Now since there are only a ﬁnite number of distinct substitutions that can be performed on a given ﬁnite set of symbols, the series of substitutions $s$, ${s}^{2}$, ${s}^{3}$, … cannot be all distinct. Suppose that ${s}^{m+1}$ is the ﬁrst of the series which is the same as $s$, so that

${s}^{m+1}=s.$

Then

${s}^{m}s{s}_{-1}=s{s}_{-1},$
or
${s}^{m}={s}_{0}.$

There is no index $\mu$ smaller than $m$ for which this relation holds. For if

${s}^{\mu }={s}_{0},$
then
${s}^{\mu +1}=s{s}_{0}=s,$
contrary to the supposition that ${s}^{m+1}$ is the ﬁrst of the series which is the same as $s$.

Moreover the $m-1$ substitutions $s$, ${s}^{2}$, …, ${s}^{m-1}$ must be all distinct. For if

${s}^{\mu }={s}^{\nu },\phantom{\rule{1em}{0ex}}\nu <\mu
then
or
${s}^{\mu -\nu }={s}_{0},$
which has just been shewn to be impossible.

The number $m$ is called the order of the substitution $s$. In connection with the order of a substitution, two properties are to be noted. First, if

${s}^{n}={s}_{0},$
it may be shewn at once that $n$ is a multiple of $m$ the order of $s$; and secondly, if
${s}^{\alpha }={s}^{\beta },$
then

If now the equation

${s}^{\mu +\nu }={s}^{\mu }{s}^{\nu }$
be assumed to hold, when either or both of the integers $\mu$ and $\nu$ is a negative integer, a deﬁnite meaning is obtained for the symbol ${s}^{-r}$, implying the negative power of a substitution; and a deﬁnite meaning is also obtained for ${s}^{0}$. For
so that
Similarly it can be shewn that
${s}^{0}={s}_{0}.$

Since every power of ${s}_{0}$ is the same as ${s}_{0}$, and since wherever ${s}_{0}$ occurs in the symbol ${s}_{1}{s}_{2}\dots {s}_{n}$ of a compound substitution it may be omitted without aﬀecting the result, it is clear that no ambiguity will result from replacing ${s}_{0}$ everywhere by $1$; in other words, we may use $1$ to represent the identical substitution which leaves every letter unchanged. But when this is done, it must of course be remembered that the equation

${s}^{m}=1$
is not a reducible algebraical equation, which is capable of being written in the form

Indeed the symbol $s+s\prime$, where $s$ and $s\prime$ are any two substitutions, has no meaning.

9. If the cycles of a substitution

contain $m$, $m\prime$, $m\prime \prime$, … letters respectively, and if
${s}^{\mu }=1,$
$\mu$ must be a common multiple of $m$, $m\prime$, $m\prime \prime$, …. For ${s}^{\mu }$ changes $p$ into a letter $\mu$ places from it in the cyclical set $p$$q$, $r$, …, $s$; and therefore, if it changes $p$ into itself, $\mu$ must be a multiple of $m$. In the same way, it must be a multiple of $m\prime$, $m\prime \prime$, …. Hence the order of $s$ is the least common multiple of $m$, $m\prime$, $m\prime \prime$, ….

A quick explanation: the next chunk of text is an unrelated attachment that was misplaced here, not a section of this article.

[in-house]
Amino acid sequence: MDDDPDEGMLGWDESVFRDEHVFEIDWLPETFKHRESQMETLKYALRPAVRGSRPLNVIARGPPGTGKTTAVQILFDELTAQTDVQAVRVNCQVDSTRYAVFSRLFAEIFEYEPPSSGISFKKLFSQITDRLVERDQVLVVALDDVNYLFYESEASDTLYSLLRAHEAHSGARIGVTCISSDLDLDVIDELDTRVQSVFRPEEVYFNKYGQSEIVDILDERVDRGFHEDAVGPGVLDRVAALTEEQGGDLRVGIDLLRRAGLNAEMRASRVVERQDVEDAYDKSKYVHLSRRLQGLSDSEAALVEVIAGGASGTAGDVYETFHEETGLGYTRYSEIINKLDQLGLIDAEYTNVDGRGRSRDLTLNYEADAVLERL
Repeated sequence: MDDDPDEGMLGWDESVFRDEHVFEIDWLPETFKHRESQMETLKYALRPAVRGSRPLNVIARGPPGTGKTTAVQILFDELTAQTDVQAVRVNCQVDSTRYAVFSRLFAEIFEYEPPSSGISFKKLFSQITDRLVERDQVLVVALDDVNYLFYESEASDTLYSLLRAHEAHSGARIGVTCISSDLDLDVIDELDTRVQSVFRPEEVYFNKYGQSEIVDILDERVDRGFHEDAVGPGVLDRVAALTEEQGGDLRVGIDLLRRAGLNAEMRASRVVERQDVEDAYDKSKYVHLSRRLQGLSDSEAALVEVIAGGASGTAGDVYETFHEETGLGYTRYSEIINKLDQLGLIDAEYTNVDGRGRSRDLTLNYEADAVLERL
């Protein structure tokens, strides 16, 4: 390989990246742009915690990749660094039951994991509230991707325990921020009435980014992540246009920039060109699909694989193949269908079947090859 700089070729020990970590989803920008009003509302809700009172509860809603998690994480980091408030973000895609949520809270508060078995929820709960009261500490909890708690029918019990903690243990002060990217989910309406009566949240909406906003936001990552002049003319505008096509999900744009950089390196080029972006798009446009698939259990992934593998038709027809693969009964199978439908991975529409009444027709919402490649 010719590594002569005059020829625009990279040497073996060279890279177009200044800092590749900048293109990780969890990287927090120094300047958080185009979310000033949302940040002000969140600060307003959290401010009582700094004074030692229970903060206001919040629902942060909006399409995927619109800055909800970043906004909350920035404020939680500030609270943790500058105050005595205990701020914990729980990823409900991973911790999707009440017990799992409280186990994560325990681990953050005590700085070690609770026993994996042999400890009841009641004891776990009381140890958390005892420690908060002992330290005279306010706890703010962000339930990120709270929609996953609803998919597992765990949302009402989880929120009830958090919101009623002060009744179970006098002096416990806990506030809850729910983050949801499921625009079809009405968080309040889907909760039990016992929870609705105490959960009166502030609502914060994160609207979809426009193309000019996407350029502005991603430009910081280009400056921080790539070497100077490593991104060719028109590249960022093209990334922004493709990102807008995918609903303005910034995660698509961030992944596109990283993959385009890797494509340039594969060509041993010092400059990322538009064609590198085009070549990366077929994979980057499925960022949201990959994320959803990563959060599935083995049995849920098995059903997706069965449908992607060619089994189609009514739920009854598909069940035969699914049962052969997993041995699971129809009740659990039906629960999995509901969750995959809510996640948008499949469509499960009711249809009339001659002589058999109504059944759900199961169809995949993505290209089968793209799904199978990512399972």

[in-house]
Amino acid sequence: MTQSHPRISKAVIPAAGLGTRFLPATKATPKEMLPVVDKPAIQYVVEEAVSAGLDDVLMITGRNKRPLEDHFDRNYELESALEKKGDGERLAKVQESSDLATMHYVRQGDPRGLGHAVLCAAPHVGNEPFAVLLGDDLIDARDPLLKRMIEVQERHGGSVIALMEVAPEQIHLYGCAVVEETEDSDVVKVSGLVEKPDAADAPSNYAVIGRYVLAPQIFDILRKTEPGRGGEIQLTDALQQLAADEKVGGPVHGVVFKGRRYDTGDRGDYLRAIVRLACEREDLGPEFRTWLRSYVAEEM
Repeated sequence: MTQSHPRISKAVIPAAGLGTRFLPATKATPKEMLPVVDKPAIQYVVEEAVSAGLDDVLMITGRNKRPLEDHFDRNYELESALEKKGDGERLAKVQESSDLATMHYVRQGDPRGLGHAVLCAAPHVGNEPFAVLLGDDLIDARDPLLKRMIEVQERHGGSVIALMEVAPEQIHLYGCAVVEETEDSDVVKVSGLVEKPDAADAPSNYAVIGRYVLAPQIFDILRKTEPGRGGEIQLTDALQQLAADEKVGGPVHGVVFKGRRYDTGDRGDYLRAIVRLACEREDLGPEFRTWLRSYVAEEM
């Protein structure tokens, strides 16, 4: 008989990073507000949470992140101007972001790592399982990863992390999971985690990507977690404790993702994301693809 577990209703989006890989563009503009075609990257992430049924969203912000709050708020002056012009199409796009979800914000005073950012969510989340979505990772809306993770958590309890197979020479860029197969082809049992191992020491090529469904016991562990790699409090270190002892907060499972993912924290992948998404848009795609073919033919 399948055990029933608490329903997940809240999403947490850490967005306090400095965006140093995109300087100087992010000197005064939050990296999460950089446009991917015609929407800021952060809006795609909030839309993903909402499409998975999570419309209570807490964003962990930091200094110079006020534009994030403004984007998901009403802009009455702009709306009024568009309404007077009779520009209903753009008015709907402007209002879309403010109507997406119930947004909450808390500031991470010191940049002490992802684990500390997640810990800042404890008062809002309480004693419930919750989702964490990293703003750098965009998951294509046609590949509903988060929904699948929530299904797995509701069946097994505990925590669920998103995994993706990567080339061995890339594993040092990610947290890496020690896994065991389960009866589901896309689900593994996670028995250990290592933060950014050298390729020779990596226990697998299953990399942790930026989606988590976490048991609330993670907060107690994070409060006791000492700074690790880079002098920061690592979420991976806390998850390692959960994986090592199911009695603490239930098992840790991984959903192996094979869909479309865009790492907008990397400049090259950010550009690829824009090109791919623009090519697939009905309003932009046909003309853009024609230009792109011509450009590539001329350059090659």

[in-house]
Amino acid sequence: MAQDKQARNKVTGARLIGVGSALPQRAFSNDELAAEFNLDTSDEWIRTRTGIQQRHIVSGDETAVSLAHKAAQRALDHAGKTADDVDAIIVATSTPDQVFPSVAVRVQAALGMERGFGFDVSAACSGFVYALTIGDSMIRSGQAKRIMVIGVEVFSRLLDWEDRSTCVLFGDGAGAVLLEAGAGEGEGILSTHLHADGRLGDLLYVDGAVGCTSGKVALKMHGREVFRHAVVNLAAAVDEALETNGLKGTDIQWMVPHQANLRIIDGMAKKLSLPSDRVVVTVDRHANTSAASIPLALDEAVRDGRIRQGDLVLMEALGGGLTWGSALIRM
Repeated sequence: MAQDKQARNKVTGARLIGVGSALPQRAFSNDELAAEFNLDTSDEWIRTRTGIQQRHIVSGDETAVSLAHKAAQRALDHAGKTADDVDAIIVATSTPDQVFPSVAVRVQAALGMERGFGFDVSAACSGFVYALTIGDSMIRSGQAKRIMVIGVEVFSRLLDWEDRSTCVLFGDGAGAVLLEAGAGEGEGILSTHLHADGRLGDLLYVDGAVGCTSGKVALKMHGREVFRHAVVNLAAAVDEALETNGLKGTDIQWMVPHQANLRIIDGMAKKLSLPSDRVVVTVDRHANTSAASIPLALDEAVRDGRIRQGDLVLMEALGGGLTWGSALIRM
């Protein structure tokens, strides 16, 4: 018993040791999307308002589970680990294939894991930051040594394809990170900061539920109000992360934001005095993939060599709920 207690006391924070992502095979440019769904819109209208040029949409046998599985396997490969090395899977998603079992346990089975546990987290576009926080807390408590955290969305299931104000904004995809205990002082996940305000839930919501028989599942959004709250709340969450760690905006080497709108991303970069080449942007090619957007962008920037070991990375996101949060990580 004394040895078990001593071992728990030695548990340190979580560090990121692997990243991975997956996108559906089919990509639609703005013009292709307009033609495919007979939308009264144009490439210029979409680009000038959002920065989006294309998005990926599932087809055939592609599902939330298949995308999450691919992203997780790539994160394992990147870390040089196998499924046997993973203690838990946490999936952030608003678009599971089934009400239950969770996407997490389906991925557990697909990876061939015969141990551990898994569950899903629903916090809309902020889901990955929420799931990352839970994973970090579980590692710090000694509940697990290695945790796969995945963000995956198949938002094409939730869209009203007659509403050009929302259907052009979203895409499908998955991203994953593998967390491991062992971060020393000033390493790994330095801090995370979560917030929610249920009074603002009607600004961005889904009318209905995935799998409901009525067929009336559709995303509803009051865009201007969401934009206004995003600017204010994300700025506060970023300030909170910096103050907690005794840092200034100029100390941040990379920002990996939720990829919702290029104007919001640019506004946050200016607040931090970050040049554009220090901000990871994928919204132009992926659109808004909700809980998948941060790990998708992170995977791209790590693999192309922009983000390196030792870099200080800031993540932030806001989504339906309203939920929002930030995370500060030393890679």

In particular, when a substitution consists of a single cycle, its order is equal to the number of letters which it interchanges. Such a substitution is called a circular substitution.

A substitution, all of whose cycles contain the same number of letters, is said to be regular in the letters which it interchanges; the order of such a substitution is clearly equal to the number of letters in one of its cycles.

10. Two substitutions, which contain the same number of cycles and the same number of letters in corresponding cycles, are called similar. If $s$$s\prime$ are similar substitutions, so also clearly are ${s}^{r}$$s{\prime }^{r}$; and the orders of $s$ and $s\prime$ are the same.

Let now

and
$t=\left(\genfrac{}{}{0.0pt}{}{{a}_{1},{a}_{2},\dots ,{a}_{n}}{{b}_{1},{b}_{2},\dots ,{b}_{n}}\right)$
be any two substitutions. Then

the latter form of the substitution being obtained by actually carrying out the component substitutions of the earlier form. Hence $s$ and ${t}^{-1}st$ are similar substitutions.

Since

${s}_{2}{s}_{1}={s}_{1}^{-1}{s}_{1}{s}_{2}{s}_{1},$
it follows that ${s}_{1}{s}_{2}$ and ${s}_{2}{s}_{1}$ are similar substitutions and therefore that they are of the same order. Similarly it may be shewn that ${s}_{1}{s}_{2}{s}_{3}\dots {s}_{n}$, ${s}_{2}{s}_{3}\dots {s}_{n}{s}_{1}$, …, ${s}_{n}{s}_{1}\dots {s}_{2}{s}_{3}$ are all similar substitutions.

It may happen in particular cases that $s$ and ${t}^{-1}st$ are the same substitution. When this is so, $t$ and $s$ are permutable, that is, $st$ and $ts$ are equivalent to one another; for if

$s={t}^{-1}st,$
then
$ts=st.$